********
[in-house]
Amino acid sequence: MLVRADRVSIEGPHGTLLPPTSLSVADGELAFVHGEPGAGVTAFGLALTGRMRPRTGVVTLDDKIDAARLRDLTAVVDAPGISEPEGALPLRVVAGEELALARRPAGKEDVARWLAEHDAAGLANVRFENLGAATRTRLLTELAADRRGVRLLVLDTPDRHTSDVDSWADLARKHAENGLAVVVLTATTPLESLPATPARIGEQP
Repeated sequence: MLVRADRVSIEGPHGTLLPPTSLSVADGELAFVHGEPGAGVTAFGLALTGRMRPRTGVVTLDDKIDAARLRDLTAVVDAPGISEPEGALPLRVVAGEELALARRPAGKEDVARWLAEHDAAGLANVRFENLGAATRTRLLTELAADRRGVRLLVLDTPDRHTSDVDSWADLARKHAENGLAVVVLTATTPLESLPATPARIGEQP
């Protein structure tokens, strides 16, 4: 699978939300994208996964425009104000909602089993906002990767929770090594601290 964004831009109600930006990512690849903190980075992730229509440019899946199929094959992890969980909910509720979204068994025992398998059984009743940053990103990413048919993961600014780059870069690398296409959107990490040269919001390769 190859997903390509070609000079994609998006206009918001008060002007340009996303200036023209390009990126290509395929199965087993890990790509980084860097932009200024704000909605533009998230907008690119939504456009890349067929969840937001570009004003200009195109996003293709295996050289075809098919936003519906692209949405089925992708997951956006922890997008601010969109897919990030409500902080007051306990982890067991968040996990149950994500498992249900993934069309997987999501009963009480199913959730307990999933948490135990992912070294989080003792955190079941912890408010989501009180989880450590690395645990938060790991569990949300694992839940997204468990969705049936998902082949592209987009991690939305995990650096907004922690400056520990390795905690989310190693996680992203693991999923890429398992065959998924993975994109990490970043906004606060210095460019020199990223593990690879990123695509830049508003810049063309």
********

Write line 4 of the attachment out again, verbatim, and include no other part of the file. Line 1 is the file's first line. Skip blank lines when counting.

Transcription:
């Protein structure tokens, strides 16, 4: 699978939300994208996964425009104000909602089993906002990767929770090594601290 964004831009109600930006990512690849903190980075992730229509440019899946199929094959992890969980909910509720979204068994025992398998059984009743940053990103990413048919993961600014780059870069690398296409959107990490040269919001390769 190859997903390509070609000079994609998006206009918001008060002007340009996303200036023209390009990126290509395929199965087993890990790509980084860097932009200024704000909605533009998230907008690119939504456009890349067929969840937001570009004003200009195109996003293709295996050289075809098919936003519906692209949405089925992708997951956006922890997008601010969109897919990030409500902080007051306990982890067991968040996990149950994500498992249900993934069309997987999501009963009480199913959730307990999933948490135990992912070294989080003792955190079941912890408010989501009180989880450590690395645990938060790991569990949300694992839940997204468990969705049936998902082949592209987009991690939305995990650096907004922690400056520990390795905690989310190693996680992203693991999923890429398992065959998924993975994109990490970043906004606060210095460019020199990223593990690879990123695509830049508003810049063309």